Having deemed Scarangella to be wholly inapplicable, neither the trial court nor the Appellate Division examined whether Bobcat raised a triable question of fact warranting a Scarangella charge. ... For purposes of resolution of this appeal, it is sufficient to observe as a matter of law, based on the evidence presented at this trial, that Bobcat was not entitled to a directed verdict in its favor on the Scarangella exception. Whether a Scarangella instruction will be appropriate on retrial is a matter for the trial court to determine based on the evidence presented at that time. Fasolas v Bobcat of N.Y., Inc., 2019 NY Slip Op 03657, CtApp 5-9-19
UTILITIES, ENVIRONMENTAL LAW, ADMINISTRATIVE LAW, CONSUMER LAW.
THE PUBLIC SERVICES COMMISSION HAS THE AUTHORITY TO IMPOSE RATE CAPS AND OTHER RESTRICTIONS ON ENERGY SERVICE COMPANIES WHICH USE THE PUBLIC UTILITY INFRASTRUCTURE TO DELIVER ELECTRICITY TO CONSUMERS (CT APP).
The Court of Appeals, in a full-fledged opinion by Judge Stein, determined the Public Service Commission (PSC) has the authority to impose rate caps on energy service companies (ESCOs) who use the public utility infrastructure:
... [W]e are asked to determine whether the Public Service Law authorizes the Public Service Commission (PSC) to issue an order that conditions access to public utility infrastructure by energy service companies (ESCOs) upon ESCOs capping their prices such that, on an annual basis, they charge no more for electricity than is charged by public utilities unless 30% of the energy is derived from renewable sources. We conclude that the Public Service Law, in authorizing the PSC to set the conditions under which public utilities will transport consumer-owned electricity and gas, has such authority. * * *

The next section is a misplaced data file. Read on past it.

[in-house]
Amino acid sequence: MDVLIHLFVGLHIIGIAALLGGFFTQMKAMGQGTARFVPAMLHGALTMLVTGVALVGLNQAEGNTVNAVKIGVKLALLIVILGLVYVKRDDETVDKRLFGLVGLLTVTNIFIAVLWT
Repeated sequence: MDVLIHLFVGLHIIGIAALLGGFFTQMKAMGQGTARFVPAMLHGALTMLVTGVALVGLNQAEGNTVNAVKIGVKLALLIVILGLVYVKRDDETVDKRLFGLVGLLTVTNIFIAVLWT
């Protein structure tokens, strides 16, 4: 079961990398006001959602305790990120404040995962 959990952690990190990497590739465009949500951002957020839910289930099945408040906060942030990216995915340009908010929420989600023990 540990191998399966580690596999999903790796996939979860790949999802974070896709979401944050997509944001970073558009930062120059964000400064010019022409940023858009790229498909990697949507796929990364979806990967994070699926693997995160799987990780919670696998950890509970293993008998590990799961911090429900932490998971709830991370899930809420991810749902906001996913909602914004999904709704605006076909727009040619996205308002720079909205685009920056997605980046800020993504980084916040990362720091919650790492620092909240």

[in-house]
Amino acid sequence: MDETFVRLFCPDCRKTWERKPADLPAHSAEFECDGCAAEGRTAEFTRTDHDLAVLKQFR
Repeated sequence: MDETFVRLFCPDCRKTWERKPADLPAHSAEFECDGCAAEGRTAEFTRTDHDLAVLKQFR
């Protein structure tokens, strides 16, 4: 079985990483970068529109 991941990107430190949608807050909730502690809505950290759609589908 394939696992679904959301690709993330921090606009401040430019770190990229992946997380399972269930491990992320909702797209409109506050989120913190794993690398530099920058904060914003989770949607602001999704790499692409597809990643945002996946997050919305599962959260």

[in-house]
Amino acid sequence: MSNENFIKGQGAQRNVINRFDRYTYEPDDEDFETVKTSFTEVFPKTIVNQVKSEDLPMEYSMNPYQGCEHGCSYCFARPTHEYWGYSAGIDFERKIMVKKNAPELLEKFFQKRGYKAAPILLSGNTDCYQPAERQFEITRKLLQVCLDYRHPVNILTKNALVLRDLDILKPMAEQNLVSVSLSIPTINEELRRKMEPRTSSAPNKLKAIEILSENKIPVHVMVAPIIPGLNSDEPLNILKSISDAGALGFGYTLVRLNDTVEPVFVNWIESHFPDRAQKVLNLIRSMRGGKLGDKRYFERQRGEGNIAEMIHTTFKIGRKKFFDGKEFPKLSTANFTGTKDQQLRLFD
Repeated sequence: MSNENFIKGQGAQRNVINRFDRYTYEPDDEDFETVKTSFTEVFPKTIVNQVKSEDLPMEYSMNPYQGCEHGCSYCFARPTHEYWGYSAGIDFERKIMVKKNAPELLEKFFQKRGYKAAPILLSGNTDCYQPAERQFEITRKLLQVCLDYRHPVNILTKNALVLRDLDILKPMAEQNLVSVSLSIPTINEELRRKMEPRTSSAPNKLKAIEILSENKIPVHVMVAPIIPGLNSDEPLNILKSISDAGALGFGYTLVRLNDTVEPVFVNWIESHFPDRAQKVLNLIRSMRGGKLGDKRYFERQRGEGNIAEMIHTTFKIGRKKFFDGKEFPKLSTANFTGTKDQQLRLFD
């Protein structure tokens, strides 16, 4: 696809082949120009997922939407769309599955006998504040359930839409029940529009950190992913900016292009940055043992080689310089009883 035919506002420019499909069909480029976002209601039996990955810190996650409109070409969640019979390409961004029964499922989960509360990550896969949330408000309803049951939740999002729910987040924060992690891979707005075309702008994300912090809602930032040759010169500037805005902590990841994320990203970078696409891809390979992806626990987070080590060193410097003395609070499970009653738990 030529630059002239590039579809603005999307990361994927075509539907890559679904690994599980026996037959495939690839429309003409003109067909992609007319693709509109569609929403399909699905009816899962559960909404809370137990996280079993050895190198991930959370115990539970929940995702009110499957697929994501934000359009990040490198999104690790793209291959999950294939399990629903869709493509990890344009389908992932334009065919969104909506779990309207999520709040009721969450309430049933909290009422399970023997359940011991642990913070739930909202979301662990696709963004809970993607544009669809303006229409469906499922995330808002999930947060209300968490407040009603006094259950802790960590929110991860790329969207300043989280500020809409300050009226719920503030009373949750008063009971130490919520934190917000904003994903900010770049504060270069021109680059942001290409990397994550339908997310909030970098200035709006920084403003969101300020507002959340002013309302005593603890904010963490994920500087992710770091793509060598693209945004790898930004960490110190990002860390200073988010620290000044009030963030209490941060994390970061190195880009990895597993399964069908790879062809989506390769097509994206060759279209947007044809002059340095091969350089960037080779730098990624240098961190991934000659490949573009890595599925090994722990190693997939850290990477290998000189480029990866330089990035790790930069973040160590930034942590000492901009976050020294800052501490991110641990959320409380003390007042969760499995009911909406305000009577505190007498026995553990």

Because the PSC is empowered to regulate utilities' transportation of gas and electricity and created the ESCO markets for the benefit of consumers, and because the legislature has delegated to the PSC the authority to condition ESCOs' eligibility to access utility lines on such terms and conditions that the PSC determines to be just and reasonable, it follows that the PSC has authority to prohibit utilities from distributing overpriced products by conditioning ESCOs' access on a price cap. That is, the statutory framework permits the PSC, pursuant to its authority to regulate the energy market, to impose a price cap on ESCOs as a condition of eligibility. Therefore, although the PSC has no direct rate-making authority over ESCOs, it did not exceed its statutory authority in determining that public utility transportation of energy sold by ESCOs is not "just and reasonable" if ESCOs are charging consumers more than that charged by public utilities. Matter of National Energy Marketers Assn. v New York State Pub. Serv. Commn., 2019 NY Slip Op 03655, CtApp 5-9-19
NEW TRIAL ORDERED BECAUSE THE INCONSISTENCY IN THE VERDICT SHEET COULD NOT BE REMEDIED AFTER THE JURY WAS DISCHARGED, THE JURY HAD AWARDED PLAINTIFF-STUDENT $1 MILLION IN A SUIT AGAINST A SCHOOL DISTRICT STEMMING FROM BULLYING BY OTHER STUDENTS (THIRD DEPT).
The Third Department determined a new trial was necessary because of an inconsistency in the jury's answers on the verdict sheet. The trial court attempted to cure the inconsistency after the jury was discharged by speaking with the jury foreman, who was still in the courthouse when the problem was noticed. The jury had awarded plaintiff-student $1 million in a negligent supervision suit against a school district stemming from bullying by other students:
The taking of this verdict was fatally flawed. Pursuant to CPLR 4111 (c), when the answers on a verdict sheet "are inconsistent with each other and one or more is inconsistent with the general verdict, the court shall require the jury to further consider its answers and verdict or it shall order a new trial" ... . The jury's consideration of question No. 5 was inconsistent with its answer to question No. 4 and should have been brought to the jury's attention with a curative charge, followed by a return to deliberations to resolve the inconsistency ... . However, because the jury had already been discharged, this was not possible and Supreme Court's consultation with the jury foreperson alone, although done in open court, could not take the place of full jury reconsideration ... . In essence, the window of opportunity for Supreme Court to fix the problem closed when the other jurors left the courthouse. Supreme Court's subsequent efforts, while well intentioned, were futile and, given this timeline, our only course of action is to order a new trial ... . Motta v Eldred Cent. Sch. Dist., 2019 NY Slip Op 03714, Third Dept 5-9-19